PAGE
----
The main goals of the study were:

(1) To identify the different natural resource factors in the study area that affect crop production and rangelands.

(2) To identify ideal soils and climatic range needed for crop production in water stressed environments in Limpopo, specifically in Lambani.

(3) To recommend appropriate rainwater harvesting and conservation techniques in the study area.

(4) To present the data of the area in such a way that Extension can use it in farm planning and project planning.



The study area (Lambani) with coordinates; 22042'59.78"S and 30050'00.01"E is about 60 km north of Thohoyandou and approximately 8 km south-west of Punda Maria Gate (Kruger National Park) in the Limpopo Province.

To analyze the climate, a databank from Punda Maria Gate weather station which represents the study area was used in order to identify climatic range needed for crop production in the study area. Description of the climate entailed the analysis of rainfall and temperature for the purpose of this study. In order to morphologically describe and classify the soils a hand auger was used to drill 80 holes on the crop and rangelands. The soils were classified according to South Africa Classification System (Soil Classification Working Group, 1991). The soil colour in the moist and dry state was read by using a Munsell Soil Colour Chart (Munsell Soil Colour Chart, 1990). A soil map was then created showing the distribution of various soil forms. The topsoil and subsoil samples were taken and analyzed following standard procedures for particle size distribution, exchangeable cations, pH (H2O), total nitrogen, P (Bray 1) and organic carbon (Non-Affiliated Soil Analysis Work Committee, 1991).

In order to describe and assess the rangeland condition of the study area, species composition was determined using the step point method and the nearest species to the point were identified. Each transect consisted of 100 points and the data was analyzed by a simplified technique while bush component was also calculated (Berckerling, Trollope, Mbelu, & Scogings, 1995). The condition of the rangeland was determined to assess the livestock production potential and the potential for rehabilitation if needed.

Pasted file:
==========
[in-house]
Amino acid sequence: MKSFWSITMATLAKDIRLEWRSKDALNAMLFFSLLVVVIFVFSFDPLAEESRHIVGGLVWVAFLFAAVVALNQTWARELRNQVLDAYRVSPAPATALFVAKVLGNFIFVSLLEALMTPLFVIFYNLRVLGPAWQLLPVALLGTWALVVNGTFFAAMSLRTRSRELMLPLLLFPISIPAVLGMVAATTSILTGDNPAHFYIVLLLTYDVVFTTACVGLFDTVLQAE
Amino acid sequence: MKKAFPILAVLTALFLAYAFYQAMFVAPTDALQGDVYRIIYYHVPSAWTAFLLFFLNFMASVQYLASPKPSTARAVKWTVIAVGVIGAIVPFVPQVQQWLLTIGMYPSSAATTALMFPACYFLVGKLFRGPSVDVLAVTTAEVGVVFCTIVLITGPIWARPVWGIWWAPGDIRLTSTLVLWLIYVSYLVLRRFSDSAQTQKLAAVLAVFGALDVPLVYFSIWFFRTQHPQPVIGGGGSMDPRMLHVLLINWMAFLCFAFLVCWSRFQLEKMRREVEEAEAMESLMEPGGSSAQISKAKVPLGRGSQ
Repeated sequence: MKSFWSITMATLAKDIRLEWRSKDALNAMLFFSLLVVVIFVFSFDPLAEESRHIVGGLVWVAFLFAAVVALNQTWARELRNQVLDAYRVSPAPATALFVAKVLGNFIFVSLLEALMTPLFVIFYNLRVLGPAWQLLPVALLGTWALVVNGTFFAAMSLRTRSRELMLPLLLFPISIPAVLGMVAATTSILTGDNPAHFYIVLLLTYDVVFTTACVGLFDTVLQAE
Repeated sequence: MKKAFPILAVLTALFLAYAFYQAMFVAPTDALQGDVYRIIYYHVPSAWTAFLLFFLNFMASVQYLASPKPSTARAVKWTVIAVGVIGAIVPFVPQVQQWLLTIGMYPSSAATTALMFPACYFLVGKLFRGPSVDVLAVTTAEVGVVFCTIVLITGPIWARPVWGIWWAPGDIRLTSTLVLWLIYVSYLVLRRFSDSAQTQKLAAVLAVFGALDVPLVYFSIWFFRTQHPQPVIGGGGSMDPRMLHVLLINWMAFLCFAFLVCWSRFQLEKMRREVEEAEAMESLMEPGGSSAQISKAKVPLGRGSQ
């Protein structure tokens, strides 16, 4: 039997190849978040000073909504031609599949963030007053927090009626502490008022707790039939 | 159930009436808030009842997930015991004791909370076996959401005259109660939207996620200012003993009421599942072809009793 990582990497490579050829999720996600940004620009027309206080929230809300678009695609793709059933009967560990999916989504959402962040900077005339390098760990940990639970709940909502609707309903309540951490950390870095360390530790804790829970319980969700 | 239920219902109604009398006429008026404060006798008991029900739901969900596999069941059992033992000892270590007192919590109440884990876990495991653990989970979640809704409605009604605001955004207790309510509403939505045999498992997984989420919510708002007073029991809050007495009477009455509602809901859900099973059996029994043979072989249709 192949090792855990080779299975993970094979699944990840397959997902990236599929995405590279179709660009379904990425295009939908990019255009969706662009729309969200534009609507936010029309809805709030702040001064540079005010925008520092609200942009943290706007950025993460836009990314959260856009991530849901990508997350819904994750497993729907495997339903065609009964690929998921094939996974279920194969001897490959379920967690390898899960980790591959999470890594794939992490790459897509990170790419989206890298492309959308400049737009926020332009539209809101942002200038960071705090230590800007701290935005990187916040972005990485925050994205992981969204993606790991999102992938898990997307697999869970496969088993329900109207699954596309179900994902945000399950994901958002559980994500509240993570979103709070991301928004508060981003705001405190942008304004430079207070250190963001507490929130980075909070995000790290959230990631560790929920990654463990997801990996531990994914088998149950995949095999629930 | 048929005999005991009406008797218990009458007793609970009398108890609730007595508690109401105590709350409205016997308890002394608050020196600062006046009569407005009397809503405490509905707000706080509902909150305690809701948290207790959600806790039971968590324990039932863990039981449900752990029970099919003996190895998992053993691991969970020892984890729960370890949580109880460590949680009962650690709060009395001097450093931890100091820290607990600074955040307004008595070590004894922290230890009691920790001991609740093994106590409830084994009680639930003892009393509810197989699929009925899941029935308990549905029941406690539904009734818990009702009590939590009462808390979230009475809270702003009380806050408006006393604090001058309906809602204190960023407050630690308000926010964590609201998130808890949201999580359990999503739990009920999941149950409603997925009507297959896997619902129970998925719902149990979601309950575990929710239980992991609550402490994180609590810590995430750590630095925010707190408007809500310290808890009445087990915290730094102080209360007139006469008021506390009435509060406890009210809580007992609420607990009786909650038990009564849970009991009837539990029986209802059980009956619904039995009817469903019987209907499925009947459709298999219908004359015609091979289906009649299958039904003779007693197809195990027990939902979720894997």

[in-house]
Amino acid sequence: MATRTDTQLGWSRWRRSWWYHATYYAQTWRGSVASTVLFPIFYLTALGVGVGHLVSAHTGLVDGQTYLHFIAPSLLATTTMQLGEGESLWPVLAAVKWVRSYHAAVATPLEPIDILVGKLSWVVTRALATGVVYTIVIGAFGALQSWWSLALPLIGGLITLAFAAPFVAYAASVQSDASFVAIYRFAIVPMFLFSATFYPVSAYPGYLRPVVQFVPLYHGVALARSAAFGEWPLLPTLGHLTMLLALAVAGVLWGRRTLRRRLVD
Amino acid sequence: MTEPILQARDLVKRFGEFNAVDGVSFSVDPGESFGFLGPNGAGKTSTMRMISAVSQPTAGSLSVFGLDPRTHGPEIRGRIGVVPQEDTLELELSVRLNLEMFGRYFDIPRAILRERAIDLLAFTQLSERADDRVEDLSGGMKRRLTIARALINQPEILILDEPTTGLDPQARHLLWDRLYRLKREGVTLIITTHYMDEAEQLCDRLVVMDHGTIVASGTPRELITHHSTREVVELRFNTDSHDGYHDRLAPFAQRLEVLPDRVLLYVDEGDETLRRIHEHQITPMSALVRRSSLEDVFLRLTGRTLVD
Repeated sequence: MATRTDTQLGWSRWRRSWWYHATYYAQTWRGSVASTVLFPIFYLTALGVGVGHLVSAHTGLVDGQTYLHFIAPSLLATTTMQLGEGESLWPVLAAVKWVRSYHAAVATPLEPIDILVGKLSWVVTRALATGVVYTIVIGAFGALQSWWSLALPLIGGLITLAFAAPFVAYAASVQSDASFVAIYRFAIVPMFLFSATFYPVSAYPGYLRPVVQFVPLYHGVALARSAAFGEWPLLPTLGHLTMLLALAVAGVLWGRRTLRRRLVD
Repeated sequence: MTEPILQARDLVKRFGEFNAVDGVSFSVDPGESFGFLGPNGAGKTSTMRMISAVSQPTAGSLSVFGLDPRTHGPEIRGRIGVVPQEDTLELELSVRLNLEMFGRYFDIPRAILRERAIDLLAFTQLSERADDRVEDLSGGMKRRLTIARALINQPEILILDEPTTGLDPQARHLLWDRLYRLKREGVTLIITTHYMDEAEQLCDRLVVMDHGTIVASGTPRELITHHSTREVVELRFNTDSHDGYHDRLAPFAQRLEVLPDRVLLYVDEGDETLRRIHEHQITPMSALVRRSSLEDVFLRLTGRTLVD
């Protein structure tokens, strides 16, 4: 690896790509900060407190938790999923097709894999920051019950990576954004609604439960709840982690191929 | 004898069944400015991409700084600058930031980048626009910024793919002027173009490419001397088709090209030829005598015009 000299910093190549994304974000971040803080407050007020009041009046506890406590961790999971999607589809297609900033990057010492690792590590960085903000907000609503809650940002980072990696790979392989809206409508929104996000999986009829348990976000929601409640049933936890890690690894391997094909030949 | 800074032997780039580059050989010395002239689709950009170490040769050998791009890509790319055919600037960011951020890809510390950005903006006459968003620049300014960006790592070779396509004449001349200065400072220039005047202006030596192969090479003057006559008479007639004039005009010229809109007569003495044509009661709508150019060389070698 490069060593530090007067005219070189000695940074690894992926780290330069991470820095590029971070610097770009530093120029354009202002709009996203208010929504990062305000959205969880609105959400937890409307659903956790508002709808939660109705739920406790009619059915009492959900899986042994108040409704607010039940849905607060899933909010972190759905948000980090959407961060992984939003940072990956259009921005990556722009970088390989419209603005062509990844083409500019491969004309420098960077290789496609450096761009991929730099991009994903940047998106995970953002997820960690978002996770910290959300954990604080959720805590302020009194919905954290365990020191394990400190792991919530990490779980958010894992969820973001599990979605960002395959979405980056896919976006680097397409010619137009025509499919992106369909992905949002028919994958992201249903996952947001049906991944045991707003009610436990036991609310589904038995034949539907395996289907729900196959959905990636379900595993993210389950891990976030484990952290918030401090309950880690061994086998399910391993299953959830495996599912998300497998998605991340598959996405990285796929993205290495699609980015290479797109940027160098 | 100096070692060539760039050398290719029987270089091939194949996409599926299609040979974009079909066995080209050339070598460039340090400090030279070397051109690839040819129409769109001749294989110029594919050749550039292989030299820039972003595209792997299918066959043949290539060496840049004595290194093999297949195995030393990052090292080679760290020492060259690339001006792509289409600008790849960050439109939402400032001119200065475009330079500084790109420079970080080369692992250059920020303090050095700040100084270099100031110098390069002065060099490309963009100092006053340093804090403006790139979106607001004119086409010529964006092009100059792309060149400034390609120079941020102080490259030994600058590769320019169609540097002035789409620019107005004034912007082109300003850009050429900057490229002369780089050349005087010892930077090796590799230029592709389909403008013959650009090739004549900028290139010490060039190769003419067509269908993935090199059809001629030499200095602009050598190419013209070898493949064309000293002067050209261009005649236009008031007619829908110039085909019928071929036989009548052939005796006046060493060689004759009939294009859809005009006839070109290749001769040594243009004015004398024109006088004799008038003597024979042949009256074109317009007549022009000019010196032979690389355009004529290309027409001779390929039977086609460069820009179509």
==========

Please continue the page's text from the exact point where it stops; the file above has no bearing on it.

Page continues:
4.1 Climate description

Knowledge of the climate in this study area would enable decision makers (including extensionist) to make more informed decisions, have a better base to plan and structure, be able to identify the risks and opportunities that the climate holds for farming and the intended implementation of RWH&C techniques. Implementation and adoption of RWH&C techniques should be done in semi-arid areas with average annual rainfall between 500 and 700 mm (Botha, Magingxa, Joseph, Smith, Fraenkel & Fouche, 2008: 30). Long-term climate data of 44 years indicates that the study area is semi-arid due to low annual rainfall and high evaporative demand. The long-term climate data results indicate that the area receives 587 mm of rain with 1395 mm of evaporative demand. The area is classified as semi-arid when aridity index (AI) is between 0.2 and 0.5 (Reij, Mulder, & Begemann, 1988: 25). The aridity index of 0.39 is in agreement with the semi-arid conditions of the study area. Figure 1 indicates that the highest average rainfall (115 mm) occurs in January while the lowest (6 mm) occurs in June and August.

The study area receives 86% of its annual rainfall between October and March. December, January and February are the warmest months with an average temperature of 27°C and July the coldest month with an average temperature of 19°C.

4.2 Soil description

A soil survey is used as an aid for decision-making and it is therefore used in land planning and management. The soils differ spatially and soil survey results facilitate the matching of the land use requirements with the soil resource. The range of soil forms suitable for rainwater harvesting is very wide and includes soils generally considered to be of marginal potential for crop production in semi-arid areas, e.g. vertic, margalitic and duplex soils (excluding Estcourt form). To ensure minimal losses from deep drainage, soils with a low water-holding capacity in the root zone should be avoided, like sandy soils with a coarse texture. The minimum rooting depth for a soil to be considered depends mainly on two factors: a) capacity of the root zone to store available water for crop production; and b) degree of aridity of the climate. Taking the above-mentioned aspects into consideration, the recommended minimum rooting depth should be at least 500 mm (Botha, Magingxa, Joseph, Smith, Fraenkel & Fouche, 2008: 30).

4.2.1 Soils units Physical state of the soil units